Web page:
Government releases 2017 results of national school based deworming programme


The government treated more than 5.9 million children in over 16,000 schools across 27 counties in the National School Based Deworming programme (NSBD) in 2017.
The children aged 2 to 14 years were treated for two types of parasitic worm infections which are among 10 globally recognized neglected tropical diseases.
Speaking Tuesday during the release of the 2017 results, Principal Secretary Ministry of Health Eng. Peter Tum said the programme had reached 80 percent of at risk children, surpassing the World Health Organization (WHO) recommended target of 75 percent.
In a speech read on his behalf by the Director Medical Services Dr. Jackson Kioko, the PS said school going children make up to 42 percent of the country’s population with 6 million children being at risk of worm infection.
Eng. Tum said the programme that had run since 2009 successful reached 3.6 million in the year after two line ministries of health and education came together through a partnership agreement that saw the success in the first five years of 2012 – 2017.
“So far the programme has treated 34.53 million children since it started in 2009 and the success of the last five years has resulted in the two lead ministries and evidence action signing another MOU covering 2017 to 2020 to ensure continuity for the next five years”, he said.
Eng. Tum however said even as they move forward with the next phase, they need to address the re-infection rates that have remained high, dampening their efforts to eliminate common worms and bilharzia in the country.
“We will target pro –active and integrated interventions to break the transmission of intestinal parasitic worms, continue with mass administration of deworming medicines and also work towards eliminating open defecation to stop entry of parasite eggs in the environment,” Eng. Tum said
Education Principal Secretary Belio Kipsang said about 7.8 million school-age children are at risk of infection with intestinal parasitic worms, including common worms and Bilharzia and this leads to poor attendance and concentration in school and consequently increasing school drop outs.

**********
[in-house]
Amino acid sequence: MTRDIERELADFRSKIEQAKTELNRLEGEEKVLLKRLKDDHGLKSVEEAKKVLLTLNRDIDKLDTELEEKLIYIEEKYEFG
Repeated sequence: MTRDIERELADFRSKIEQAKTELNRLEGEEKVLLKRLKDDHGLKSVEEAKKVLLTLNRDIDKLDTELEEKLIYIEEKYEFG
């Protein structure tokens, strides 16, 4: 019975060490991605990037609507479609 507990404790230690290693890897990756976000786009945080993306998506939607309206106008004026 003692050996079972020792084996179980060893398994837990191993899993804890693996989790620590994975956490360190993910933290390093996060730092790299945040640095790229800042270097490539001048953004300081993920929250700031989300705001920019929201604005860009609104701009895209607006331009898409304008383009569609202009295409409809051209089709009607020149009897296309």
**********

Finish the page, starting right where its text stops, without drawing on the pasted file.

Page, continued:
Kipsang whose speech was read by Director Primary Education Mr. Abdi Habat added the Ministry of Education through the School Health, Nutrition and Meals Unit implements various initiatives in schools aimed at promoting good health, hygiene and nutrition among school age children.
“Because of this we together with partners have been undertaking mass administration of common worms and bilharzia control drugs to children between 2 and 14 years, leveraging on our schools’ infrastructure,” the PS said.
Kipsang noted that studies have shown that deworming children helps reduce school absenteeism by about 25 percent and that adult who were dewormed as children earn wages about 20 percent higher than their counterparts.
He added there is need to strengthen complimentary efforts to ensure children are not re-infected with the common worms and bilharzia after treatment at school.
“Under the Comprehensive School Health Programme we should improve and strengthen water and sanitation facilities in schools, provide health education on different health issues and provide periodic health check-ups as this will break the transmission f common worms and bilharzia in the country.
The PS confirmed that the Ministry of Education is working closely with Ministry of Health in looking into the issues of sustainability of the programme by identifying the gaps and challenges in the current programme design, and developing ways of addressing them.
The release of year five of National School Based Deworming Programme booklet sums that 6 million children representing 85 percent of all school age children living in endemic areas were dewormed
WHO recommends mass deworming as the clinical standards of care where worm prevalence exceeds 20 percent, even as studies exploring the long term impacts of deworming found out that treatment results in higher future earnings with boys who receive treatment growing up to work 3.4 hours more and in generally higher wage jobs.
By Wangari Ndirangu

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